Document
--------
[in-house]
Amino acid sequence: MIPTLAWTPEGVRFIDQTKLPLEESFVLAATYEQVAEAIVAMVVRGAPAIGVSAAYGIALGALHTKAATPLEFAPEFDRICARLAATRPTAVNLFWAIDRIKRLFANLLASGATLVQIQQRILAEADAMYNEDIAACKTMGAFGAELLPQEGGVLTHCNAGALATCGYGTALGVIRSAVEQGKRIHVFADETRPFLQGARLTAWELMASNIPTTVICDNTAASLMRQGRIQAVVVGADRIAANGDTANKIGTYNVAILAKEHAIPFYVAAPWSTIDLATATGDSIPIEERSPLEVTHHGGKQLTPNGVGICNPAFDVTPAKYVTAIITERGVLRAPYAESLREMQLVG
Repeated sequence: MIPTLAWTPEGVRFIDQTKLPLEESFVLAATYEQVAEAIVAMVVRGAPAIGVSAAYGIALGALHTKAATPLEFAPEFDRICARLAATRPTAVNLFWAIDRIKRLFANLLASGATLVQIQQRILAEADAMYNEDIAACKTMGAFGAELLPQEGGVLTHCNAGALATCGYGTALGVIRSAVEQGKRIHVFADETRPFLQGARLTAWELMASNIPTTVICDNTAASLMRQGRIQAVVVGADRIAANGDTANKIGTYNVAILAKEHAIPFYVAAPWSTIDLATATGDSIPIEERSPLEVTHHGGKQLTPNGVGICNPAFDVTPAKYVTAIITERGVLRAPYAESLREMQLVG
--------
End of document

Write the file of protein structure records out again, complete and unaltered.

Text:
[in-house]
Amino acid sequence: MIPTLAWTPEGVRFIDQTKLPLEESFVLAATYEQVAEAIVAMVVRGAPAIGVSAAYGIALGALHTKAATPLEFAPEFDRICARLAATRPTAVNLFWAIDRIKRLFANLLASGATLVQIQQRILAEADAMYNEDIAACKTMGAFGAELLPQEGGVLTHCNAGALATCGYGTALGVIRSAVEQGKRIHVFADETRPFLQGARLTAWELMASNIPTTVICDNTAASLMRQGRIQAVVVGADRIAANGDTANKIGTYNVAILAKEHAIPFYVAAPWSTIDLATATGDSIPIEERSPLEVTHHGGKQLTPNGVGICNPAFDVTPAKYVTAIITERGVLRAPYAESLREMQLVG
Repeated sequence: MIPTLAWTPEGVRFIDQTKLPLEESFVLAATYEQVAEAIVAMVVRGAPAIGVSAAYGIALGALHTKAATPLEFAPEFDRICARLAATRPTAVNLFWAIDRIKRLFANLLASGATLVQIQQRILAEADAMYNEDIAACKTMGAFGAELLPQEGGVLTHCNAGALATCGYGTALGVIRSAVEQGKRIHVFADETRPFLQGARLTAWELMASNIPTTVICDNTAASLMRQGRIQAVVVGADRIAANGDTANKIGTYNVAILAKEHAIPFYVAAPWSTIDLATATGDSIPIEERSPLEVTHHGGKQLTPNGVGICNPAFDVTPAKYVTAIITERGVLRAPYAESLREMQLVG